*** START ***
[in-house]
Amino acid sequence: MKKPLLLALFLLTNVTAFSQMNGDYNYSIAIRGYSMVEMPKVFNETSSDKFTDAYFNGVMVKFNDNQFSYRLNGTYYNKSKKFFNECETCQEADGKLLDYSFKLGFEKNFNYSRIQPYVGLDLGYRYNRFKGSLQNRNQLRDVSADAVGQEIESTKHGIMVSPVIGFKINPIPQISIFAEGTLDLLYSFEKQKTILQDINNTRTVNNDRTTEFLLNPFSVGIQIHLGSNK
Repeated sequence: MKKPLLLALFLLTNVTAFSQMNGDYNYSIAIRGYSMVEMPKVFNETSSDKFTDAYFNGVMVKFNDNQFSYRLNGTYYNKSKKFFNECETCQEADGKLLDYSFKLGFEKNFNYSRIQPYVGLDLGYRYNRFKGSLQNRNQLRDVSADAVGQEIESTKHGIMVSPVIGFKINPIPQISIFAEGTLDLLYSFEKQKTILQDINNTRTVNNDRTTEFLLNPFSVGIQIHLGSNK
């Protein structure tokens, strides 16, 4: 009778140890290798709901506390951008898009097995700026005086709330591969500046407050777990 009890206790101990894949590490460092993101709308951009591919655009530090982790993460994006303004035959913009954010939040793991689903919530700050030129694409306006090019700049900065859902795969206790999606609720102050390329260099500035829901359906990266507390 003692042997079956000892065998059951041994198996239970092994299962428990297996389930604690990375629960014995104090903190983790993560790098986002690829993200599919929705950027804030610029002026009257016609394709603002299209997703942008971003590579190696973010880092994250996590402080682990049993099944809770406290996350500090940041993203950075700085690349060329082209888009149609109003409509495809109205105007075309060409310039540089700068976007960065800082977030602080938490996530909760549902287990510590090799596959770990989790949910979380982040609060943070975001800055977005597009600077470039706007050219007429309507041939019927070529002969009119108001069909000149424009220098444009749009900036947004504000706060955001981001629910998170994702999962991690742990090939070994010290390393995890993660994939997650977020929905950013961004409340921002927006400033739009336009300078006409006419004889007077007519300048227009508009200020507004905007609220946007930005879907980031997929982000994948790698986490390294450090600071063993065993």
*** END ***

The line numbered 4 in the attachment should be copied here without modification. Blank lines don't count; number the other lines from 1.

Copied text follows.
């Protein structure tokens, strides 16, 4: 009778140890290798709901506390951008898009097995700026005086709330591969500046407050777990 009890206790101990894949590490460092993101709308951009591919655009530090982790993460994006303004035959913009954010939040793991689903919530700050030129694409306006090019700049900065859902795969206790999606609720102050390329260099500035829901359906990266507390 003692042997079956000892065998059951041994198996239970092994299962428990297996389930604690990375629960014995104090903190983790993560790098986002690829993200599919929705950027804030610029002026009257016609394709603002299209997703942008971003590579190696973010880092994250996590402080682990049993099944809770406290996350500090940041993203950075700085690349060329082209888009149609109003409509495809109205105007075309060409310039540089700068976007960065800082977030602080938490996530909760549902287990510590090799596959770990989790949910979380982040609060943070975001800055977005597009600077470039706007050219007429309507041939019927070529002969009119108001069909000149424009220098444009749009900036947004504000706060955001981001629910998170994702999962991690742990090939070994010290390393995890993660994939997650977020929905950013961004409340921002927006400033739009336009300078006409006419004889007077007519300048227009508009200020507004905007609220946007930005879907980031997929982000994948790698986490390294450090600071063993065993």